The Salvation Army Social Services have been involved with the UK Rough Sleepers Initiative to house the most chronically homeless people in their own accommodation. Between 1998-2008, I had the opportunity to develop these services and test out different models to best assist homeless drug addicts.
One of the key issues coming from the statistics that we collected was that most of the people who had been chronically homeless and living rough on the streets had complex needs. Most street homeless people have addiction and mental health problems, very limited social skills and a variety of other health and social problems. Whilst conducting service user assessments we asked a question about their housing history. The interviews showed that many people had very unsettled housing history. Their history was often very chaotic and difficult due to rent arrears, problems with neighbours or just not being able to cope with independent living and keeping the flat or accommodation in a state of acceptable cleanliness. We also asked what was the happiest and most settled place they had lived in and it was heart breaking to discover that most chronically homeless people had never experienced a period of settled family life. Therefore it was important for us to teach very basic attitudes and social interaction skills to foster good relationship with neighbours and landlords. We all learn through experiences and when these experiences do not exist it is harder to build a life from scratch.
People with a history of street homelessness at this time were generally heavy opiate users and on top of this anti-depressants were highly abused. Many people on the streets also had strong addiction to Benzodiazepines. This made it difficult to help them to detox. In addition to this, homeless people faced a major obstacle in not being able to access substance abuse treatment without an address. Therefore The Salvation Army developed an innovative initiative. They developed a detox and rehabilitation unit that was attached to a homeless hostel, thereby allowing the target group, the most excluded homeless people, to access addiction treatment and services.
During the initiative it was discovered that there needs to be a phase before entering detox. It was too hard for many service users to jump from street homelessness to a detox program and be expected to make this jump from a user to a sober and housed person within 10 days. Physically the body copes, but mentally and emotionally it was far too big and difficult a change. To respond to the emotional needs a preparation unit was developed which involved a three month programme where clients received motivational interviewing to support the change process. They also began to reduce their drug intake and some of them moved to prescribed methadone use that was slowly reduced as detox approached. Regarding drug detox it has always bothered me that the hardest task was to reduce the use of benzos. While these are prescribed medicines they are very widely misused and it takes very long time to detox from them. Many people could not enter detox as their benzo use was too high. The preparation unit was a great invention and proved successful and the outreach work amongst people in this programme showed excellent results. Those moving to detox from the preparation unit had over 80% completion rate to their detox.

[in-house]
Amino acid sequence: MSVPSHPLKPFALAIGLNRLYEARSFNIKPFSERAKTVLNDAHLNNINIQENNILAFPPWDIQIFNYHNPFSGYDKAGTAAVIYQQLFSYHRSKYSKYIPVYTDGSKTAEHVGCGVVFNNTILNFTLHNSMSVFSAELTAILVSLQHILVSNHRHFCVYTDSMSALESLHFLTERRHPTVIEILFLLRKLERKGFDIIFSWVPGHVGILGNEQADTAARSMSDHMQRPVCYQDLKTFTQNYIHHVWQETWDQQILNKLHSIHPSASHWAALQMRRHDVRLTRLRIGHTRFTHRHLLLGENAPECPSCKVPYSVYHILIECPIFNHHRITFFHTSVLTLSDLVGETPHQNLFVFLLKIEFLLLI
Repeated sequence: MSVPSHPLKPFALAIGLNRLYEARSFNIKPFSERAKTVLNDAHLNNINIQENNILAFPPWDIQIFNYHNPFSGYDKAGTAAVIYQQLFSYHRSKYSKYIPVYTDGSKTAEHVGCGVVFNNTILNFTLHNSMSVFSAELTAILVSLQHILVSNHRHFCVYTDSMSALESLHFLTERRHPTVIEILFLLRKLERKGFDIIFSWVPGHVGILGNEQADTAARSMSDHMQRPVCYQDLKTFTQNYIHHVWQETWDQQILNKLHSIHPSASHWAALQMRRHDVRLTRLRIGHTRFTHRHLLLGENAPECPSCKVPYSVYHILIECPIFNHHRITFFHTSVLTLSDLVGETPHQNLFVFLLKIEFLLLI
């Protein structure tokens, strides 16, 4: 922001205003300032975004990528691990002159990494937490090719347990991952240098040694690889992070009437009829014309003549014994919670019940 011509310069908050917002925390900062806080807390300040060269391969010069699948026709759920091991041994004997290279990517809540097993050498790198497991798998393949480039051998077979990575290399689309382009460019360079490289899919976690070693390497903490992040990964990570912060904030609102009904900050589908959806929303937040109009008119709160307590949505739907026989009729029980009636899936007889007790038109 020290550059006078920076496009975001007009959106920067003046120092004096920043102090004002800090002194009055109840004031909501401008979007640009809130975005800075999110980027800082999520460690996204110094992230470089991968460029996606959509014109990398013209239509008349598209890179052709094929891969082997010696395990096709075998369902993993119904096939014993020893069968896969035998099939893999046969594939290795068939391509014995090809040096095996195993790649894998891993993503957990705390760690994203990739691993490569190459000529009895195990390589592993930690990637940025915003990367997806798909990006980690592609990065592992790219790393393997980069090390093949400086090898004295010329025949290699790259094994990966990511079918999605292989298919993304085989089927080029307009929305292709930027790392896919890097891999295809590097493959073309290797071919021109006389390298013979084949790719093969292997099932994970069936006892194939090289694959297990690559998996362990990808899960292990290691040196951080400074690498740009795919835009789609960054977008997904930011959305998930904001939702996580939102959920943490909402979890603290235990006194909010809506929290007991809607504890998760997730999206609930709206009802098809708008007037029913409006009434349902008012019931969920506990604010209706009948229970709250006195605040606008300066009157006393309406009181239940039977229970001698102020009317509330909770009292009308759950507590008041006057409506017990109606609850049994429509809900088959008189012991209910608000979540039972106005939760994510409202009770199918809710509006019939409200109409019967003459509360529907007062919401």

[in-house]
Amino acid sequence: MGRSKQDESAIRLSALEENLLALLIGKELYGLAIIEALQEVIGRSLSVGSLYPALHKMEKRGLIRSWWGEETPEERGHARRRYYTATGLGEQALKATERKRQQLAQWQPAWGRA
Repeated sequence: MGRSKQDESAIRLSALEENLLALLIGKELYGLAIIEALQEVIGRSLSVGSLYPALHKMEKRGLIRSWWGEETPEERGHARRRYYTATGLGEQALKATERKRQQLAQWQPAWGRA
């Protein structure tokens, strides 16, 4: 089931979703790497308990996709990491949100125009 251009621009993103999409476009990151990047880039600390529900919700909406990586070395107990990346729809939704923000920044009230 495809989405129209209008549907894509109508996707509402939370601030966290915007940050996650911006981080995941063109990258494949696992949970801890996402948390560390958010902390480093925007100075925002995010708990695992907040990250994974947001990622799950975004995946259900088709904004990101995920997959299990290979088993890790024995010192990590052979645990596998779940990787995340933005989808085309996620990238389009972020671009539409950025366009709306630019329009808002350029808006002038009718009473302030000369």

Another challenging aspect of the initiative was to house the preparation unit, detox and rehab centre in the same building with a homeless centre where there were also active drug users in a different part of the building. Security was good and areas were separated but an environment of active drug users surrounded them. I believe this environment suited the most chronically homeless people as this is their reality and this is typical of the situation many of them needed to develop their skills to cope in. This was particularly important as it was extremely rare for a client to return to a settled family home that was detached from social problems and drug abuse as our experiences showed. Through hard work and learning to make right choices many of these people who completed their treatment managed to build a new life for themselves in a housing estate where they had perhaps grown up. They had to learn the skills to continue a sober lifestyle whatever their surroundings. It was very important for clients to become aware of their rights as citizens, learn to behave with good social skills and demand safety and order in their neighbourhoods. To achieve this, an emphasis was placed on demonstrating that this responsibility to keep their home and keep sober was not solely on their shoulder but they should rely on the structures and supports within their communities and society. To realise this goal, and ensure effective integration back into society, it was very important that the resettlement and integration work continued as a two year support programme from the support team that arranged regular home visits to support clients.
For the future I hope that in the homeless sector we realise the different life journeys which various homeless people experience and approach them with a sense of understanding, and not try to fix complex issues and needs with a single ‘one size fits all’ support package. In my opinion tailor-made approaches have the best outcomes.
Writer Anne Babb – Worked 10 years at Salvation Army Homelessness and Addiction Centre in Bristol. Since then she has worked in the same field in Finland and is now the Secretary General of International Blue Cross that works in 40 countries around the world in the field of addiction.